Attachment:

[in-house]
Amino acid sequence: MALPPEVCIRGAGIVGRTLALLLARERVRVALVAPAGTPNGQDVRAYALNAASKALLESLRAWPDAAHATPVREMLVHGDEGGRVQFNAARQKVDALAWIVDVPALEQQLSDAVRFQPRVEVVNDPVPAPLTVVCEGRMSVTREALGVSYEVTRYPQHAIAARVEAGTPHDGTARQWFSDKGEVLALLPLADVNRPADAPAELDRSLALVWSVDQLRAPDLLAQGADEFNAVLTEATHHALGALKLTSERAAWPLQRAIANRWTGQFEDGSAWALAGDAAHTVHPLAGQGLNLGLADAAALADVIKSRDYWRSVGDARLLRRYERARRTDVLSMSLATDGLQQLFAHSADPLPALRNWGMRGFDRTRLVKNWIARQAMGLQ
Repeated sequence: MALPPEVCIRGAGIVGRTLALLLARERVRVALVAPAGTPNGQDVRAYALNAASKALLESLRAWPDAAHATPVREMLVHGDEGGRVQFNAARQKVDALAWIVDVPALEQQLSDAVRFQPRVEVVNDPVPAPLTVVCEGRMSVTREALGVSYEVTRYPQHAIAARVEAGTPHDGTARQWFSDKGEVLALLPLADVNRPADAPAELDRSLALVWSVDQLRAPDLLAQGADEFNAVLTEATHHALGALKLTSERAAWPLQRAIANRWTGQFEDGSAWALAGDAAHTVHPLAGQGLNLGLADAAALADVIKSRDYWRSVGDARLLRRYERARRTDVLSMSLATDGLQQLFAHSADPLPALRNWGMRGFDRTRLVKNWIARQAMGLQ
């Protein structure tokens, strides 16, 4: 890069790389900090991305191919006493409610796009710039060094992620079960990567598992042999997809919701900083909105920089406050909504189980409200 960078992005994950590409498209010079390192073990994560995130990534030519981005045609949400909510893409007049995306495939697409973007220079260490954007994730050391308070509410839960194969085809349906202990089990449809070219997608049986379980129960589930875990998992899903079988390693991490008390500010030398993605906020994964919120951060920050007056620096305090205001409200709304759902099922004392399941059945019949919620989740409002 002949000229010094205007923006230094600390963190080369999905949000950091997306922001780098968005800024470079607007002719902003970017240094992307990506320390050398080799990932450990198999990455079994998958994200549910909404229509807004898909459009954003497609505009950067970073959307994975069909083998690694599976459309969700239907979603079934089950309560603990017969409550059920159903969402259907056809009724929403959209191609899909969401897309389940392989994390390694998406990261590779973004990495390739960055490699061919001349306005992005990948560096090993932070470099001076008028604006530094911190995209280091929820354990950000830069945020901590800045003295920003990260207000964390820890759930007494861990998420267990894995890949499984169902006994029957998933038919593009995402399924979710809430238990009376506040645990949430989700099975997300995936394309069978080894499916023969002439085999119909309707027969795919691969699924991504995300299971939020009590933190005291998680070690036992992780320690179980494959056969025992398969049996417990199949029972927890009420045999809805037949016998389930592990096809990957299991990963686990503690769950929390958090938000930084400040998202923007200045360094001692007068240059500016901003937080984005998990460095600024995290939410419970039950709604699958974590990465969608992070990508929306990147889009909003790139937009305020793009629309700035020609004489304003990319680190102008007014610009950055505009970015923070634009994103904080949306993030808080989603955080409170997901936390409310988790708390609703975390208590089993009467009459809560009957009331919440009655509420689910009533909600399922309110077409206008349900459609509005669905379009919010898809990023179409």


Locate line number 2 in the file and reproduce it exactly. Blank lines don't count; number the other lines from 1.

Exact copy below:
Amino acid sequence: MALPPEVCIRGAGIVGRTLALLLARERVRVALVAPAGTPNGQDVRAYALNAASKALLESLRAWPDAAHATPVREMLVHGDEGGRVQFNAARQKVDALAWIVDVPALEQQLSDAVRFQPRVEVVNDPVPAPLTVVCEGRMSVTREALGVSYEVTRYPQHAIAARVEAGTPHDGTARQWFSDKGEVLALLPLADVNRPADAPAELDRSLALVWSVDQLRAPDLLAQGADEFNAVLTEATHHALGALKLTSERAAWPLQRAIANRWTGQFEDGSAWALAGDAAHTVHPLAGQGLNLGLADAAALADVIKSRDYWRSVGDARLLRRYERARRTDVLSMSLATDGLQQLFAHSADPLPALRNWGMRGFDRTRLVKNWIARQAMGLQ